The product that emerged through all these gates was sure to be a Titan. "While the design may have attracted the buyer, quality had to back it up. If a product bears the Titan brand, the customer expects this to be a given," says Mr Chakravarti.
Whatever the value proposition of the watch the design and quality can't be mutually exclusive. Definitely not for a product like the Edge, which has a ripple effect on the rest of the brands under the Titan umbrella. Such ranges are key image builders for the company.
"In around 1998, Titan was not a young brand. We were looking for something to make it youthful. The Fastrack range evolved as the young Titan," says Michael Foley, head of design. "Fastrack was very exciting for the Design Studio. We had to look at a set of consumers different from the regular ones," he adds.
The bridge between the years could be crossed only with design innovation, which is among the biggest differentiators for the watch markets. "Watches are accessories. They are driven by technology but they make a lifestyle statement," says Mr Foley. It is for this that Titan houses the Design Studio that takes care of all its product aesthetics and retail identity needs.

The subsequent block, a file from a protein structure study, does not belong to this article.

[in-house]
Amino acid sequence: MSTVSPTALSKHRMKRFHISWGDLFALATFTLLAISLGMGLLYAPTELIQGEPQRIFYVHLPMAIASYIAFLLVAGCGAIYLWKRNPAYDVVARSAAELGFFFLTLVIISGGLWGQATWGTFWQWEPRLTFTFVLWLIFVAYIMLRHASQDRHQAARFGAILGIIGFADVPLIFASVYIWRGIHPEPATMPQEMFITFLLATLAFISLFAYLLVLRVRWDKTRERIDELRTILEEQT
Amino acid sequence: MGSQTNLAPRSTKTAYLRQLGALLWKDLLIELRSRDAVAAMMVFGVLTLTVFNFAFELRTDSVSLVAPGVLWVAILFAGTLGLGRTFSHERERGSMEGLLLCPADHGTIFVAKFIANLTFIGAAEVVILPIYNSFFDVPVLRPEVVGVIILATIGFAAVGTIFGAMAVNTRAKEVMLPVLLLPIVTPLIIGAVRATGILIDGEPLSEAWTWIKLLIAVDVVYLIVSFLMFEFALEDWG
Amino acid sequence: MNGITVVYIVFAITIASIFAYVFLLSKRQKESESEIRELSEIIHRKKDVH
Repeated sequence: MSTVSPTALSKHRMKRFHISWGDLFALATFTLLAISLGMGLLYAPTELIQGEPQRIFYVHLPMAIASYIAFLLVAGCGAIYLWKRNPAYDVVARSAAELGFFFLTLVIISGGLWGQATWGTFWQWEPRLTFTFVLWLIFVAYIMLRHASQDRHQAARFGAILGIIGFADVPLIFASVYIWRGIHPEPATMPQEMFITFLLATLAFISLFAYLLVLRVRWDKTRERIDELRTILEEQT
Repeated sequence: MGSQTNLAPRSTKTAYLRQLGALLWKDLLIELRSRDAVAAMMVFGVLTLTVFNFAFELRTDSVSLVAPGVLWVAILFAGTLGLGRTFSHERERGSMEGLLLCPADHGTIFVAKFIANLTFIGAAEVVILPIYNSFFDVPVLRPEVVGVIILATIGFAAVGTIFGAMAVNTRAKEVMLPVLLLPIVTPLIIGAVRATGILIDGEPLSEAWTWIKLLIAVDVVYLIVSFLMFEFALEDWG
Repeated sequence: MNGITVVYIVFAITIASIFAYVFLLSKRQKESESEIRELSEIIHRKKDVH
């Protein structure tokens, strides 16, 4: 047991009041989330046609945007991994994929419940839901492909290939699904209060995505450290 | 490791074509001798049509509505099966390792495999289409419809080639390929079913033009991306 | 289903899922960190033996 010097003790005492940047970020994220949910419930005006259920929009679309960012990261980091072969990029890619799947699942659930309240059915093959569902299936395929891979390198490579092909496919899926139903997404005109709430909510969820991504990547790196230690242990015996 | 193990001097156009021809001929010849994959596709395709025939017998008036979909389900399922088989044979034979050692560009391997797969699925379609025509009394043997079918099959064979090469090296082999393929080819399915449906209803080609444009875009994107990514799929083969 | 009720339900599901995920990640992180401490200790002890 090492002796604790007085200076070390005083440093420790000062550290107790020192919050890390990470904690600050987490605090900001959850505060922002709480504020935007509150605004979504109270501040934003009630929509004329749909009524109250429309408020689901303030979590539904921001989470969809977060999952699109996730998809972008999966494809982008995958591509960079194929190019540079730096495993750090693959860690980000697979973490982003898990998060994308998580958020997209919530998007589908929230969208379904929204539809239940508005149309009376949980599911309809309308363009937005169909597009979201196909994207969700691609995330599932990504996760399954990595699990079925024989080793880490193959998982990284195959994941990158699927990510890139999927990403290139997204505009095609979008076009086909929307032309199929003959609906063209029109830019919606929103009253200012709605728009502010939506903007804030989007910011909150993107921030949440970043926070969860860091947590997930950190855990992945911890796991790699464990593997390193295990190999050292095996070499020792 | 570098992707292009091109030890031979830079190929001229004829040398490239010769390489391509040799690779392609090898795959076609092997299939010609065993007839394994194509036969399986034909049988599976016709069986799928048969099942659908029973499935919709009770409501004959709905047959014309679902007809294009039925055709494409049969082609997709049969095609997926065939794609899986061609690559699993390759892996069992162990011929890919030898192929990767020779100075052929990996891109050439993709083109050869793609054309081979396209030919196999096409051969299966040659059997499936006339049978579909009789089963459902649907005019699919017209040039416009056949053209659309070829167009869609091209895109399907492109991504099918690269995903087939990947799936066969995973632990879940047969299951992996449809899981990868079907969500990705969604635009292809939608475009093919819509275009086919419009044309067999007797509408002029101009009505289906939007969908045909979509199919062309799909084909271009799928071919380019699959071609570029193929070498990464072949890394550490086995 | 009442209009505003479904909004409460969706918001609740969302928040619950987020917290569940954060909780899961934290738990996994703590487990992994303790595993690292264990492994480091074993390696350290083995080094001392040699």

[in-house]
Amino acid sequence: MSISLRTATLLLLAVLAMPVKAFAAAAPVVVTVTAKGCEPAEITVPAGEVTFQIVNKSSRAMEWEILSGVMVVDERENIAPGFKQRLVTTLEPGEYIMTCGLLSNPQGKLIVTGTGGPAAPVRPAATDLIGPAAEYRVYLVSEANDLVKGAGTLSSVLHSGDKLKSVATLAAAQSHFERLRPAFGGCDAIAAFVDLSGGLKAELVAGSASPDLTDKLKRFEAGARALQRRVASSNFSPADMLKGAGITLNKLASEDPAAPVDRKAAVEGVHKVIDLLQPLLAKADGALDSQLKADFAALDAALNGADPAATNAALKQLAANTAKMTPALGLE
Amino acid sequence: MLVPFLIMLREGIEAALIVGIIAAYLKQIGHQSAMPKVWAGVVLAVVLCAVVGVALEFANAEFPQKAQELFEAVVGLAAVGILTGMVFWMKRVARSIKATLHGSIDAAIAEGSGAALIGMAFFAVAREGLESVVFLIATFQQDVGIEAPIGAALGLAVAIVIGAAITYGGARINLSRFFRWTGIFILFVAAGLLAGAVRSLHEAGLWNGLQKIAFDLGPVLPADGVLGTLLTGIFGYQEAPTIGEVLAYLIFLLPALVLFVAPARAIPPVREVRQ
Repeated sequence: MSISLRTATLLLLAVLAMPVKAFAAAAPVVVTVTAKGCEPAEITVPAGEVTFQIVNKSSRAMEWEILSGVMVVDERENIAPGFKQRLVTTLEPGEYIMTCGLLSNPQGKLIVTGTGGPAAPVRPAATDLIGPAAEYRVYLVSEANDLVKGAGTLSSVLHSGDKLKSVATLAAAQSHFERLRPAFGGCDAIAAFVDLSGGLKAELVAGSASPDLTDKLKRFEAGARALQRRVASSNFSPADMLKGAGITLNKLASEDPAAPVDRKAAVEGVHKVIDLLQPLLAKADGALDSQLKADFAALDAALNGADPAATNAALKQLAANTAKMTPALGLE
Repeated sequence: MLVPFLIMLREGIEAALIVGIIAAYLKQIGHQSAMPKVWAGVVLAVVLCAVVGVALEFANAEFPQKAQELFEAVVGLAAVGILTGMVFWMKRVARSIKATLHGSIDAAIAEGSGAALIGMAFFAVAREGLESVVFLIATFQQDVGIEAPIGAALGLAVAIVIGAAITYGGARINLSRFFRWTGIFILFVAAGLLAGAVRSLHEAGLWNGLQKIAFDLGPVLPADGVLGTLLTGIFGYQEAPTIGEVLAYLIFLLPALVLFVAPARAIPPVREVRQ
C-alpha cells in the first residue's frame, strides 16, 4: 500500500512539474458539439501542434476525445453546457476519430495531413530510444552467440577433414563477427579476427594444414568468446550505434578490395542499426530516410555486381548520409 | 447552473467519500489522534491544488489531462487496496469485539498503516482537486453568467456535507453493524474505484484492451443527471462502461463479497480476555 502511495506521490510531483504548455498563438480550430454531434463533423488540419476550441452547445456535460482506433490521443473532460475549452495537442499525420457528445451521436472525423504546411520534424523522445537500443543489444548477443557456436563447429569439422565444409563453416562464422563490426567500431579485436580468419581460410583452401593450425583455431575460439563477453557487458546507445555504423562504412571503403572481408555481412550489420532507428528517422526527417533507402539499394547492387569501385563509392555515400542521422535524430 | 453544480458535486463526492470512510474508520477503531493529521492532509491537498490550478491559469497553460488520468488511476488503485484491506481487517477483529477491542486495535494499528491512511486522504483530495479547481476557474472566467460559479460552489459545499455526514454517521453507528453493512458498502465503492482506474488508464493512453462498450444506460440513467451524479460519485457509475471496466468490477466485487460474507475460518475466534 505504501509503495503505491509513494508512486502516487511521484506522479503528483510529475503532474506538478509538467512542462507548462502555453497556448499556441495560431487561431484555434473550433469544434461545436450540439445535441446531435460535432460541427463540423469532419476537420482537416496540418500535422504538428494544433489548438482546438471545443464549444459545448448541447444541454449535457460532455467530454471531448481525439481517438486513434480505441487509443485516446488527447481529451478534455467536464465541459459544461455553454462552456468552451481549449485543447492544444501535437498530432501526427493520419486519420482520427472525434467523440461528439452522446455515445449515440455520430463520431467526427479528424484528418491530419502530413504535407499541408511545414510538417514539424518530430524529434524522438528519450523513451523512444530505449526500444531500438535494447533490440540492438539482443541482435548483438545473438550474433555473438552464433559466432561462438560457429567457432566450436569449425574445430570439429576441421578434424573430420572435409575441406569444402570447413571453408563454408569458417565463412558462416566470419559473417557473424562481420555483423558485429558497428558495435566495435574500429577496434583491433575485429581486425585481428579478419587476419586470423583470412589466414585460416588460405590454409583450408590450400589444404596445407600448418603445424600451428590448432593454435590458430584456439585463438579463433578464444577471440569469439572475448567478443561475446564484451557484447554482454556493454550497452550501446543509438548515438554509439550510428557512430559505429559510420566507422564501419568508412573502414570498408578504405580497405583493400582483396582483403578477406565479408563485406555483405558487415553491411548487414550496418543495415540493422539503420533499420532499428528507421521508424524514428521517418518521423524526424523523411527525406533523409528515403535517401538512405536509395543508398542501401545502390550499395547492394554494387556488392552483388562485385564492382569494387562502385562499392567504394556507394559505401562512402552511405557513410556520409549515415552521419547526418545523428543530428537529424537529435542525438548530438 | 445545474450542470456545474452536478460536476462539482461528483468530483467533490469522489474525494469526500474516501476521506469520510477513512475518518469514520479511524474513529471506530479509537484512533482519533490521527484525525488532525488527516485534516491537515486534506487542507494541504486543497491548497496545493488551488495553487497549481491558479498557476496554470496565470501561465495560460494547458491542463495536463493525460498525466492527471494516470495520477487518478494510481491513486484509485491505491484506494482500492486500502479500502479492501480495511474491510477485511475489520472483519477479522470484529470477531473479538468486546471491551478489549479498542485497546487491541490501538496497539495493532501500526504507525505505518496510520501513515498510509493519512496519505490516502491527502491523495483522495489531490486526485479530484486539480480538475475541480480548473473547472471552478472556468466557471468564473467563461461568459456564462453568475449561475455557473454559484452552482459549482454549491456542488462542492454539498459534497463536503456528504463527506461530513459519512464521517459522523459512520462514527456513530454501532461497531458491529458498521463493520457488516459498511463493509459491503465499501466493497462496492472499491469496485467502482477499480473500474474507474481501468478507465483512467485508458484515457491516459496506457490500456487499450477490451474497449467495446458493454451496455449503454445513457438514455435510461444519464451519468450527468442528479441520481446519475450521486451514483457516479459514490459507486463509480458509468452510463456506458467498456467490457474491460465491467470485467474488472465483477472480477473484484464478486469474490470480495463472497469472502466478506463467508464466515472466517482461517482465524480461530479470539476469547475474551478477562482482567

In fact, it was the in-house studio that recently redesigned the stores from regular counter based ones with cubicles to open, completely visible ones where there is nothing to separate the customer from the salesperson. The department also acts as a custodian of a cohesive identity for the company and shapes its signage. If you think that such a studio is run on artistic whims and fancies, you might be in for a big surprise. The Design Studio has also refined the intuitive aspects of its competence with tidy techniques.
The big ideas are generated on common ground between the brand management, technical design, and research departments, the distributors and the advertising agency. Every idea is then taken through the filters of market gaps and consumer need, the value the company generates from it and, of course, the relevance and feasibility of the project. The brief gathers the scope of the project how much money is to be put into it, what price the product is to be sold at and whether it is a single watch or part of the collection.